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Sunday, July 14, 2019

What to Expect when traveling to Havana, Cuba


As soon as I stepped outside of the Jose Marti airport, I immediately (started to sweat) was taken with excitement after laying my eyes on Havana, Cuba. Only a hop, skip and a jump from Florida, my boyfriend and I had a colorful long weekend in the Caribbean. 


Charming Habana is so much more than the amazing content you can see on Instagram. You will see first-hand how a communist society functions and how it impacts the people who live in it. Despite crumbling buildings, lack of access to basic goods (on one of our tours, our guide told us she couldn’t find toothpaste), and very scarce rations provided from the government in “Bodegas”, Cubans are warm, welcoming and upbeat. While getting ready to go on our trip, I really didn’t have any concrete ideas about how Cuba would be before getting there. So here are a few things you can expect if you ever visit Havana, Cuba. 


Scenery of Havana & A Hidden Forest
In your hotel or AirBnB, you will probably hear Cuban music playing from the streets in the evenings. As you stroll through old Havana, you will meander past seafoam green, pastel pink, and baby blue buildings. Vintage candy colored cars come around the street corners honking their horns while trying to not run over the tuk tuk like taxi drivers in the narrow streets. To my surprise, there is a forest in the middle of Havana. We stopped there during our car ride and thank goodness we did. I was beyond happy because it was roasting hot outside under the Cuban sun. The forest has plenty of shade and a relaxing stream to give yourself a break from the heat. 





Getting there
Ok. It’s really not as impossible as you may think. Sifting through the muddy regulations was the most difficult part. There are now 11 ways you can travel to Cuba as an American. Peace out cruise ships because getting to Cuba this way is now a no-go. You can find out all “licenses” that will permit you to go hereThe license isn’t a physical document or piece of paper.Took me a minute to figure that one out. It’s just the category you select from when you book your flight and get to the airport to get your travel visa. We went under the “support for the Cuban people” license. This means we were not allowed to do anything to support the Cuban government.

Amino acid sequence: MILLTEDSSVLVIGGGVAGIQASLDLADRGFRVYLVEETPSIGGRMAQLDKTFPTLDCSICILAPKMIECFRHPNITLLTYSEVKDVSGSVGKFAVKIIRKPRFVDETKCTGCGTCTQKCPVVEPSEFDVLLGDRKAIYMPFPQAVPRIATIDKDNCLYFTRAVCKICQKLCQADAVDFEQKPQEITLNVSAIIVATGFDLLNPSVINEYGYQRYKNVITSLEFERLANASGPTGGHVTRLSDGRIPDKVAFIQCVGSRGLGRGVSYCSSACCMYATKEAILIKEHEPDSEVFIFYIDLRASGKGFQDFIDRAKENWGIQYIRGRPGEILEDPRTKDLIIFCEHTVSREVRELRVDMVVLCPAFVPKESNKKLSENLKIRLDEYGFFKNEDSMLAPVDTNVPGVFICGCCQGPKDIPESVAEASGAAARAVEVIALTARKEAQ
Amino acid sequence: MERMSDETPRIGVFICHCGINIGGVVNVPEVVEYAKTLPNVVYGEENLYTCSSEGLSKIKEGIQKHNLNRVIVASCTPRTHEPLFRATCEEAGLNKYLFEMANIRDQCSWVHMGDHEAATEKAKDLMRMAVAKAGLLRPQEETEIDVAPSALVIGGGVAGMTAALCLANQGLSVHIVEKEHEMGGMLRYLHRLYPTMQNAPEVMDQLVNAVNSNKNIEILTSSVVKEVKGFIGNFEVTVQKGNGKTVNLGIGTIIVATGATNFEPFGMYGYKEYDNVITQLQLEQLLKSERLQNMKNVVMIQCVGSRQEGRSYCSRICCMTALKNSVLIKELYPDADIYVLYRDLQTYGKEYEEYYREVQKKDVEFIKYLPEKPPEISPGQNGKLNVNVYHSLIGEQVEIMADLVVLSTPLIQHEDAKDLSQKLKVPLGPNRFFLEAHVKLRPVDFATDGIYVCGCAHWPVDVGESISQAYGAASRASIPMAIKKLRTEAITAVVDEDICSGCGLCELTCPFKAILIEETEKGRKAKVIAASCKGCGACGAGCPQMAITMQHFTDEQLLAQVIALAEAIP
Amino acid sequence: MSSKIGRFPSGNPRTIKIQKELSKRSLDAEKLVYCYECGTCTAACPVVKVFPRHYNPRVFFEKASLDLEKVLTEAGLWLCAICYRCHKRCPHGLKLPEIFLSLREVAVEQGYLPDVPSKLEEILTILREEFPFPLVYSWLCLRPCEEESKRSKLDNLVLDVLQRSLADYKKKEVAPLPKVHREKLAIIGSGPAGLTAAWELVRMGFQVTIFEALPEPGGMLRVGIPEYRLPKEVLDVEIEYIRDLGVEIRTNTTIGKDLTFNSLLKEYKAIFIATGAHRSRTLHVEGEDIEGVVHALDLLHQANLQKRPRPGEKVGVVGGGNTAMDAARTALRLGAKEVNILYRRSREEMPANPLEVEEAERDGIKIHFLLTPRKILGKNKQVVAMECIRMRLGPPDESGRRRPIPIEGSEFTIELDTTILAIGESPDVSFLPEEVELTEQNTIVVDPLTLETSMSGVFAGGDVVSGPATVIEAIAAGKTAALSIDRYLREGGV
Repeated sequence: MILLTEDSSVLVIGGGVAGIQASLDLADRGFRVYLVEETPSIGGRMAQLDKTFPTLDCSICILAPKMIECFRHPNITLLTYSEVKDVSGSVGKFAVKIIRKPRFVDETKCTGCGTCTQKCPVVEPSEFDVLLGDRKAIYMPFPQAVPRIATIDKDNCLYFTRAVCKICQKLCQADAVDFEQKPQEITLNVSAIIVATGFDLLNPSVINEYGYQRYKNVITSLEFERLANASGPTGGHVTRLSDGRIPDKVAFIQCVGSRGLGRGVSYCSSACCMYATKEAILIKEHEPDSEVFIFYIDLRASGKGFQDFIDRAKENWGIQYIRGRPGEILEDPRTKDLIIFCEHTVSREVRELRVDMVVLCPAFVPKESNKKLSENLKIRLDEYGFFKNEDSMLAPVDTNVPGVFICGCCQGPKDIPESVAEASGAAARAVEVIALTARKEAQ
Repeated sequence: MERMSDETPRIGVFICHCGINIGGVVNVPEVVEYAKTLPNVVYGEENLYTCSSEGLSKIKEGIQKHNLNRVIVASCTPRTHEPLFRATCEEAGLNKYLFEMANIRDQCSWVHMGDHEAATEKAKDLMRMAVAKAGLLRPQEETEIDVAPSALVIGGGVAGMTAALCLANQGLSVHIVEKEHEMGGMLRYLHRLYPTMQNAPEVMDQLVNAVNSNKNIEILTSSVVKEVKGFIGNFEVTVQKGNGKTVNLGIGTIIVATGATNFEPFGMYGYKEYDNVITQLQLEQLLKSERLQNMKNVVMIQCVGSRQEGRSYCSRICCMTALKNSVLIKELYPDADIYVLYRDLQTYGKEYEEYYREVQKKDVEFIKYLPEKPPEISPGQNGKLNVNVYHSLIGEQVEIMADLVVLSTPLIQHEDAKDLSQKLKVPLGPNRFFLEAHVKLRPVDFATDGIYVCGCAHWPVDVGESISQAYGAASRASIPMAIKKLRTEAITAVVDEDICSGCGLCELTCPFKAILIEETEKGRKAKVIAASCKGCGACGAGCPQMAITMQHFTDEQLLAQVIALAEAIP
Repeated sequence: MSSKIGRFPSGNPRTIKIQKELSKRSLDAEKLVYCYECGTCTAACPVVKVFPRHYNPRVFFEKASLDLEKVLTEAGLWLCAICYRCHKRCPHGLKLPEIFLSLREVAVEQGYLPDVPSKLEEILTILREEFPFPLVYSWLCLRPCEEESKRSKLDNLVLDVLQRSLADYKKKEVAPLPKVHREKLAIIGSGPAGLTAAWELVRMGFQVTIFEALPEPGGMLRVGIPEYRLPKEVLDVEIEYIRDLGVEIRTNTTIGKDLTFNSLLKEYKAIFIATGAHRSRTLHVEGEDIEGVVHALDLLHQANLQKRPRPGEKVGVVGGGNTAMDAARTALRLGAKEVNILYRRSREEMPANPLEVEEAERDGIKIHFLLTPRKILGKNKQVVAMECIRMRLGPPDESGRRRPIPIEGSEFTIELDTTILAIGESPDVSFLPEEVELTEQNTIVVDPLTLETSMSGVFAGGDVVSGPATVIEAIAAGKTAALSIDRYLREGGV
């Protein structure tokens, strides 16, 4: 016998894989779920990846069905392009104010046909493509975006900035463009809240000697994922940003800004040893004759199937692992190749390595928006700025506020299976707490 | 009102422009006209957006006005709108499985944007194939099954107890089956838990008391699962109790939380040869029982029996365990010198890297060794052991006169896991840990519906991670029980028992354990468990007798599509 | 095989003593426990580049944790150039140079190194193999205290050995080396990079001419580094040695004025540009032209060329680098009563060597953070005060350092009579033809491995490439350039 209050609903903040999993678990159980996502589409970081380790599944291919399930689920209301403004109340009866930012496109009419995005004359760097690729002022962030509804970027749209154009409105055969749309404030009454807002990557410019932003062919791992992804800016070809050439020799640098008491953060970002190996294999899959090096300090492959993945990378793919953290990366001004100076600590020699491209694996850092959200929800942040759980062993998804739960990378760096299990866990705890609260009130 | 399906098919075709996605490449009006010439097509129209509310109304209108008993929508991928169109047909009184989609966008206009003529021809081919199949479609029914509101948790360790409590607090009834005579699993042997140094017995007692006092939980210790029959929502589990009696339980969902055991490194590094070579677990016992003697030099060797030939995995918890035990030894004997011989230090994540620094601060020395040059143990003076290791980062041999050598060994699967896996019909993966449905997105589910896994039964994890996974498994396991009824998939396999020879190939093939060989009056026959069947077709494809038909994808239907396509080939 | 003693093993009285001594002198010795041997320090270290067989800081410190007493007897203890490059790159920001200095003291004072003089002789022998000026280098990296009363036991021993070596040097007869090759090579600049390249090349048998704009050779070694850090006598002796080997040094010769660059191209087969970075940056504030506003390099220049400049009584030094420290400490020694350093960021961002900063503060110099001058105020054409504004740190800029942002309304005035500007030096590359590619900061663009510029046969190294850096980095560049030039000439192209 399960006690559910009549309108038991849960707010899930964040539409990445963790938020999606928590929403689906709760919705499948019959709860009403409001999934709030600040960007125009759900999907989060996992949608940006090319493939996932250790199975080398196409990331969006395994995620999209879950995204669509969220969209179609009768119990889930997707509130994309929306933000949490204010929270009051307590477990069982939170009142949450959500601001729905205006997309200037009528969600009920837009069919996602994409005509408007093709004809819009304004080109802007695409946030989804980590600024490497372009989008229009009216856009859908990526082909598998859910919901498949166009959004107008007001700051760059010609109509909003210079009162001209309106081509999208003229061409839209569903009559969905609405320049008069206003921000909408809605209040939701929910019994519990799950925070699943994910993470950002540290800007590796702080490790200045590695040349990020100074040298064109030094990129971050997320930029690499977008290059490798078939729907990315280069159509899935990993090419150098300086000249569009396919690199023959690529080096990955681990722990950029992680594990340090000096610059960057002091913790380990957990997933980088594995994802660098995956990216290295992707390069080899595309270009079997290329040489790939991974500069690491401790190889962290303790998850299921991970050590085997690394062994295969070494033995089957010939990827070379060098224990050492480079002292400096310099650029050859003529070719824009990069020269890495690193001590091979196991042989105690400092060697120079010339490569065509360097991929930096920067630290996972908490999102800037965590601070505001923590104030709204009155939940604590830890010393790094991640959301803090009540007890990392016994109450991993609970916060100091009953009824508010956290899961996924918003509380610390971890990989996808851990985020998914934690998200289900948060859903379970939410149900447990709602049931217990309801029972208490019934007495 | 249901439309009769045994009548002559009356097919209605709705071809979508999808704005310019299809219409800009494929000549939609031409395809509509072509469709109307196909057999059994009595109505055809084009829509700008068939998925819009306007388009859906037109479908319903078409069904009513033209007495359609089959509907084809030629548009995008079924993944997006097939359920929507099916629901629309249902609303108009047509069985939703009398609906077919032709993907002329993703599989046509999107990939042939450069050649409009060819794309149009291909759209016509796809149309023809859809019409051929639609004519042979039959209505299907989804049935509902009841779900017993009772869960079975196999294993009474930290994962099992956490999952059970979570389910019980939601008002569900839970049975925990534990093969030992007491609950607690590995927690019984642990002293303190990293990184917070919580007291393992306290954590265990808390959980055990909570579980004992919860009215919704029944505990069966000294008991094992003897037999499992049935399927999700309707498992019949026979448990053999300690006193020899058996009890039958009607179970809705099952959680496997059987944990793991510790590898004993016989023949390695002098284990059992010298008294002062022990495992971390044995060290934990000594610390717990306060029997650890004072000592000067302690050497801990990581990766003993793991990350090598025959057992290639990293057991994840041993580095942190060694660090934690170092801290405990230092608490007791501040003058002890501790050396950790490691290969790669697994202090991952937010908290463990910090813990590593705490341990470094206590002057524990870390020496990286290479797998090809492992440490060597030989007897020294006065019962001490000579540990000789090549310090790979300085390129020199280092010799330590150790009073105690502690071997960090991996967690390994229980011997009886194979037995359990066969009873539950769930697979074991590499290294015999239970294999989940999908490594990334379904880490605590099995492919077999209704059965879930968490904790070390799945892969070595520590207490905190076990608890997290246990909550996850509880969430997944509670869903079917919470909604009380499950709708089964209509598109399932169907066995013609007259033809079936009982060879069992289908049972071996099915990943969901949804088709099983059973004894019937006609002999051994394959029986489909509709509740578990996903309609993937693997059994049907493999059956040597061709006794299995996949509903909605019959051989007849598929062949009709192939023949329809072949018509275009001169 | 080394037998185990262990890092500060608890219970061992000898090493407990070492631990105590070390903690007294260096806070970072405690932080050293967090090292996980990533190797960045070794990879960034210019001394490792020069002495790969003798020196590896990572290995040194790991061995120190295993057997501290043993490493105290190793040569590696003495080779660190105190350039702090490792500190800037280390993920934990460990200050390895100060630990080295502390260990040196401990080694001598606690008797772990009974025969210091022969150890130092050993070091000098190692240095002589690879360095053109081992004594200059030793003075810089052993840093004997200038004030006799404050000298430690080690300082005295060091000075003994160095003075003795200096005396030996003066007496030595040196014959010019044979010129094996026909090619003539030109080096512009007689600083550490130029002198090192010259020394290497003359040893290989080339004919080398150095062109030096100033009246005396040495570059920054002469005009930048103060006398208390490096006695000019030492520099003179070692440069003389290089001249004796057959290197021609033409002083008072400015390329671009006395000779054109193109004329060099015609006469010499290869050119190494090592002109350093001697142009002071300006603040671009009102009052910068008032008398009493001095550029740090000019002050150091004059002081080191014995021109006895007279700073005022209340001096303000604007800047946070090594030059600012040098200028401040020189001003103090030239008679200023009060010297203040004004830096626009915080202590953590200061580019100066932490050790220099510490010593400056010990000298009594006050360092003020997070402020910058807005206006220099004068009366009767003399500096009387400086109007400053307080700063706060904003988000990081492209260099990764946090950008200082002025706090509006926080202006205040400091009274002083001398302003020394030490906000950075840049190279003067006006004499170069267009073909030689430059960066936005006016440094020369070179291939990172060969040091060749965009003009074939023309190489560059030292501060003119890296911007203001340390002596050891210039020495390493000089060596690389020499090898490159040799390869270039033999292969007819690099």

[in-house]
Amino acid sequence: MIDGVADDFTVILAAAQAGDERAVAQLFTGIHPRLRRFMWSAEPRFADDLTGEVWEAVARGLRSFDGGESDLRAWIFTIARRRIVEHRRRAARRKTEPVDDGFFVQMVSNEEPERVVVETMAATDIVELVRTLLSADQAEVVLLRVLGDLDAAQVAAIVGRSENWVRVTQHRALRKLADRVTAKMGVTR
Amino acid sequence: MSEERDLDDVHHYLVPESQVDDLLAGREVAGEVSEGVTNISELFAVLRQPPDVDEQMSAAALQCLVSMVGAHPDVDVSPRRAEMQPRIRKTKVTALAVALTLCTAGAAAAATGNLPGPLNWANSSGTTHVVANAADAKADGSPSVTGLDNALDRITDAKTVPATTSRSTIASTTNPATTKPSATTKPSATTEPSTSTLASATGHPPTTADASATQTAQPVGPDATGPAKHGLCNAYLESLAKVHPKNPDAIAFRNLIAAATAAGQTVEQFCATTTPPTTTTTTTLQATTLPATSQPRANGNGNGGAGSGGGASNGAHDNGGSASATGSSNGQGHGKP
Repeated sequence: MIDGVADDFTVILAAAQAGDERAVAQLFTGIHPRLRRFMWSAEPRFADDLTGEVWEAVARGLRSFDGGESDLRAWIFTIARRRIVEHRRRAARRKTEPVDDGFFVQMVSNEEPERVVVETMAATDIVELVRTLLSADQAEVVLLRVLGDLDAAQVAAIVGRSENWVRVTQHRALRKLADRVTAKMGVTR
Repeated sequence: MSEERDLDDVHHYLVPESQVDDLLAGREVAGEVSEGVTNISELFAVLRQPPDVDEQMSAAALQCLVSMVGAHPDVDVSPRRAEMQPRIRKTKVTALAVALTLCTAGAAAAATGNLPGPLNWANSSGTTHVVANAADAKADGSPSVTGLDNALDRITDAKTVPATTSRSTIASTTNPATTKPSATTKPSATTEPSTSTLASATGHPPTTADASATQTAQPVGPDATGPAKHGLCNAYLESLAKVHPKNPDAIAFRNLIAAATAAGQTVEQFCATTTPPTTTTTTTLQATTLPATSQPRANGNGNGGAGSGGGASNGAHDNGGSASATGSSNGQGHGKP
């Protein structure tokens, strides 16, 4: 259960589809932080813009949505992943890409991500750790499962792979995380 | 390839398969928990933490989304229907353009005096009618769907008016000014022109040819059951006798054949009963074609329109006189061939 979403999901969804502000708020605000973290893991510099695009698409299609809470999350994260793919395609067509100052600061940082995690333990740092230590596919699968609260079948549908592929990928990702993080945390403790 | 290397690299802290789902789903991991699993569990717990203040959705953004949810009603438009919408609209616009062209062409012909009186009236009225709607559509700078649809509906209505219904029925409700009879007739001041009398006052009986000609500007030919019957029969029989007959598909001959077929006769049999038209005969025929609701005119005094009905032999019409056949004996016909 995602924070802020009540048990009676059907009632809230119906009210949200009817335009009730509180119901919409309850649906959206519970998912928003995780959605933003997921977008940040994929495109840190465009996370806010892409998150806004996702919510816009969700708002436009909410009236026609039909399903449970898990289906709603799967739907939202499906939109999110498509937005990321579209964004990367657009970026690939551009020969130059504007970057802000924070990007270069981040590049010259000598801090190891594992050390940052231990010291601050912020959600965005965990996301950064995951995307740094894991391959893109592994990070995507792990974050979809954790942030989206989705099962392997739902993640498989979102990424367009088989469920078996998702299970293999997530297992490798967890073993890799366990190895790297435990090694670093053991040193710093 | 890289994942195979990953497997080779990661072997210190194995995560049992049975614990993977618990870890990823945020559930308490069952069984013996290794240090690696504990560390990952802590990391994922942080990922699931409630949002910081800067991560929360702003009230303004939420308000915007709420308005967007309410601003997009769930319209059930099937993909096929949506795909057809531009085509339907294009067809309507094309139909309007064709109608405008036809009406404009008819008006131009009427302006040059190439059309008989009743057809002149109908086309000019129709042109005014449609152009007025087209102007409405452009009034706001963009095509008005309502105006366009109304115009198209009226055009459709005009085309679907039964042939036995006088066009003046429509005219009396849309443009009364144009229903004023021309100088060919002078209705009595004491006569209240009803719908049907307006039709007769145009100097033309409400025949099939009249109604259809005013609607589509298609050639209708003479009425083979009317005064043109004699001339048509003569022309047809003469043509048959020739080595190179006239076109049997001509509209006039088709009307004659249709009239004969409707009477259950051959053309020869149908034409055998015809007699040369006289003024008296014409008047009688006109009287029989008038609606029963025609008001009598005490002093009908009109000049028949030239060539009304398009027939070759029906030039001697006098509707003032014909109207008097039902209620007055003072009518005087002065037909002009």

This license is kind of vague and there isn’t a rule book on what constitutes this type of support. To stay compliant, we made sure any tours we booked were OFAC compliant. All of our guides and tours were given by local Cuban born people. We also created a detailed itinerary for what we would be doing since lots of idle free time would be a no-no. 

It’s kind of hard to know what is government owned and what’s not when actually in Cuba.  A tip If you are looking for a vintage car ride is to look at the license plate to determine if privately owned or government owned. If you see the letter “B” on the plate, it’s a government car (don’t get in there). If you see “P” it’s a privately owned car (safe!). 


Public Bathrooms:
Toilet seats weren’t really a given in my experience in Havana. Maybe brace yourself for that. A bit of culture shock when there is no seat on a toilet (not that I would sit my bare ass on any public toilet seat. Squat life). Even more shock when you have to throw used toilet paper into a bin next to (but not in) the toilet. Whoa buddy. I came across this first, in the airport bathroom, and the next times were in restaurants. I also read toilet paper isn’t necessarily something that is always provided so I brought a roll but did not have to use it since toilet paper was provided in the places I visited.

Bodegas:
We have bodegas in NYC but in no way do our corner stores function like the bodegas in Havana. The only similarity may be the bodega cats. The Cuban people go to these small shops knows as Bodegas, once per month to get their food rations from the government. The ration amounts are based on how many people are in a family’s household. Basic rations could include: 5 eggs per person, a little salt and cooking oil, a few pounds of rice per person, a few pounds of chicken per person, a few pounds of coffee and some sugar. Rations help families have food since wages are often only 25-30 pesos per month. This made me think of when I first came to NYC and made around $490 per two weeks. Even though this amount is poverty level by US standards, I would be extremely wealthy in comparison to what most Cuban people make. Eye opening.